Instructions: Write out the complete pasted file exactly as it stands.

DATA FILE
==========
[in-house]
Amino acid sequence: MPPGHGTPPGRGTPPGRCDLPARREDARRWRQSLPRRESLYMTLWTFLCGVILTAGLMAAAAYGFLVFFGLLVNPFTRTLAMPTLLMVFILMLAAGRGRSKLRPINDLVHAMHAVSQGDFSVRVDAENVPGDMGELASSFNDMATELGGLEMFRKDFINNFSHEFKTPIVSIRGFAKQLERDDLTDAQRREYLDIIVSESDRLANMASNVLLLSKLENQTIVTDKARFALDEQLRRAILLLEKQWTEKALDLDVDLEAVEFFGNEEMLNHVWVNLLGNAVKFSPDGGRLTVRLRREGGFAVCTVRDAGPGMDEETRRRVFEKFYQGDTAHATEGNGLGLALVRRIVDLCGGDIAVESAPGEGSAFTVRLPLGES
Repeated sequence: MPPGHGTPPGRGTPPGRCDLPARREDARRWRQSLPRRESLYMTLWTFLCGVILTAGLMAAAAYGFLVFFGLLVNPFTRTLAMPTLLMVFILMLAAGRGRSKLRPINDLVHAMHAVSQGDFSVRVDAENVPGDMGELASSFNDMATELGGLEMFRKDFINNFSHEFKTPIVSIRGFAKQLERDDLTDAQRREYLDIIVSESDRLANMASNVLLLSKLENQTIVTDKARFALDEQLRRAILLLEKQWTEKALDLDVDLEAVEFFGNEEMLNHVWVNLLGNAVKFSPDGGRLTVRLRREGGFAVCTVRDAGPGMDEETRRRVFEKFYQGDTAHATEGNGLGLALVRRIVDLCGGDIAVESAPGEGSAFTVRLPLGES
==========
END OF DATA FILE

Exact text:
[in-house]
Amino acid sequence: MPPGHGTPPGRGTPPGRCDLPARREDARRWRQSLPRRESLYMTLWTFLCGVILTAGLMAAAAYGFLVFFGLLVNPFTRTLAMPTLLMVFILMLAAGRGRSKLRPINDLVHAMHAVSQGDFSVRVDAENVPGDMGELASSFNDMATELGGLEMFRKDFINNFSHEFKTPIVSIRGFAKQLERDDLTDAQRREYLDIIVSESDRLANMASNVLLLSKLENQTIVTDKARFALDEQLRRAILLLEKQWTEKALDLDVDLEAVEFFGNEEMLNHVWVNLLGNAVKFSPDGGRLTVRLRREGGFAVCTVRDAGPGMDEETRRRVFEKFYQGDTAHATEGNGLGLALVRRIVDLCGGDIAVESAPGEGSAFTVRLPLGES
Repeated sequence: MPPGHGTPPGRGTPPGRCDLPARREDARRWRQSLPRRESLYMTLWTFLCGVILTAGLMAAAAYGFLVFFGLLVNPFTRTLAMPTLLMVFILMLAAGRGRSKLRPINDLVHAMHAVSQGDFSVRVDAENVPGDMGELASSFNDMATELGGLEMFRKDFINNFSHEFKTPIVSIRGFAKQLERDDLTDAQRREYLDIIVSESDRLANMASNVLLLSKLENQTIVTDKARFALDEQLRRAILLLEKQWTEKALDLDVDLEAVEFFGNEEMLNHVWVNLLGNAVKFSPDGGRLTVRLRREGGFAVCTVRDAGPGMDEETRRRVFEKFYQGDTAHATEGNGLGLALVRRIVDLCGGDIAVESAPGEGSAFTVRLPLGES